the half-marathon. However, despite being frozen and placed in a foldable cooler, the 5 p.m.
Friday bag check-in time at Kona meant that
when I pulled them out at 1 p.m. on Saturday
to start the marathon, they were only slightly
cool, offering no advantage over dousing myself with ice water at the aid stations, so I opted
to leave them in transition. If you plan on using
these types of heat hacks during a race, make
sure you can get access to your run bag on
race morning, and also pack a cooler with ice.
SAUNA AND STEAM ROOM
➠ Purpose: To enhance heat acclimation dur-
ing colder climate training.
➠ Results: For three weeks before the Ironman
70. 3 World Championships, I supplemented my
relatively cool training in Spokane, Wash., with
sitting in a dry heat sauna for 20–40 minutes
three to four times per week. I repeated this pro-
tocol for three weeks before Kona, but primar-
ily used a steam room instead, to simulate the
more humid environment. Compared to previ-
ous races without sauna or steam room prepa-
ration, my mental and physical heat tolerance
was significantly higher.
brand called “Athlytes” during Kona—if for
nothing else, the placebo effect. I took four
capsules per hour and experienced no
cramping at any time during the race. It’s important to note that I also did not experience
any cramping in my previous races without
➠ Purpose: To reduce gastric permeability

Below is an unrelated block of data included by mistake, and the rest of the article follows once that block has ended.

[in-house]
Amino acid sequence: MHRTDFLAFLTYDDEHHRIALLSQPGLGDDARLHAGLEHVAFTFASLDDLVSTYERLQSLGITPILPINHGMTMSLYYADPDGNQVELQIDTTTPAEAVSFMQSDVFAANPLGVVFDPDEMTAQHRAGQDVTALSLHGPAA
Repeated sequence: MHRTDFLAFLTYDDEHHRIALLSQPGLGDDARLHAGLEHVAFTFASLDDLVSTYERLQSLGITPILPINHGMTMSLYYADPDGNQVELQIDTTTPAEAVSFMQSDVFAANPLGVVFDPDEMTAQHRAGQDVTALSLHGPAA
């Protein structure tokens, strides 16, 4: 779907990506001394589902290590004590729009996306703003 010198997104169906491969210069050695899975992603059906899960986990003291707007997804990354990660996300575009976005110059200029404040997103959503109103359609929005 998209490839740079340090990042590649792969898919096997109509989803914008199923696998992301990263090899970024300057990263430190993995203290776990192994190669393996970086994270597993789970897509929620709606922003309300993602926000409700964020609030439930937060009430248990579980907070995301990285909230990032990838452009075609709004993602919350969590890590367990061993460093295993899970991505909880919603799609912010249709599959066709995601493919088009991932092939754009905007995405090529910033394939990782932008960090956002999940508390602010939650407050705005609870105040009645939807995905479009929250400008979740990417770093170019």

and stomach distress in hot weather.
➠ Results: I used a brand called CapraColos-
trum for three days before the race, with two
capsules in the morning, two capsules in the
evening, and two capsules thirty minutes before
the swim start. I experienced no gastric distress
during the race, and this is a welcome change
from slight stomach cramps on the run during
my previous three races in Kona.
➠ Purpose: To allow the skin to breathe.
➠ Results: The “Scape” brand that I used left
no feeling of clammy skin and no significant
sunburn marks post-race. If you plan to use
your own sunscreen for Ironman, be sure to
apply it before the swim, and then keep a bot-
tle in your swim-to-bike and bike-to-run bags
for touching up during the race.
PALM-COOLING GRIP AND
➠ Purpose: To cool the body during the first
90 minutes of the run.
➠ Results: At the hot Ironman 70. 3 World
Championships event in Vegas, I successfully
used both the Arctic Heat body-cooling vest
and BEX palm-cooling grip to keep my body
temperature feeling significantly lower during
➠ Purpose: To enhance core cooling.
➠ Results: In T2 I chewed through two entire cups of ice before leaving the transition
tent, and continued to chew up to a full cup of
ice every two miles during the marathon. I felt
significantly cooler for at least 60–90 seconds
with each dose. Although that period of time
may seem short, twelve separate 60–90 second periods of enhanced core cooling during
the marathon is actually quite significant.
While no single heat-hack listed above produced any shocking or magical surges in performance, their combined effect surely influenced
my ability to complete two high-temperature
races with relatively low heat discomfort. Using
these devices may seem like a logistical annoyance, but especially for cold climate athletes with
limited ability to prepare their bodies for hot conditions, I would consider the use of heat-hacks a
crucial addition to the triathlon toolbox.
Ben Greenfield will continue to test heat-hacking devices during winter races in Jamaica,
Las Vegas and Thailand, and we’ll report any
significant developments in LAVA. Watch a
video of how he hacked the Kona heat at la-vamagazine.com/heat-hacks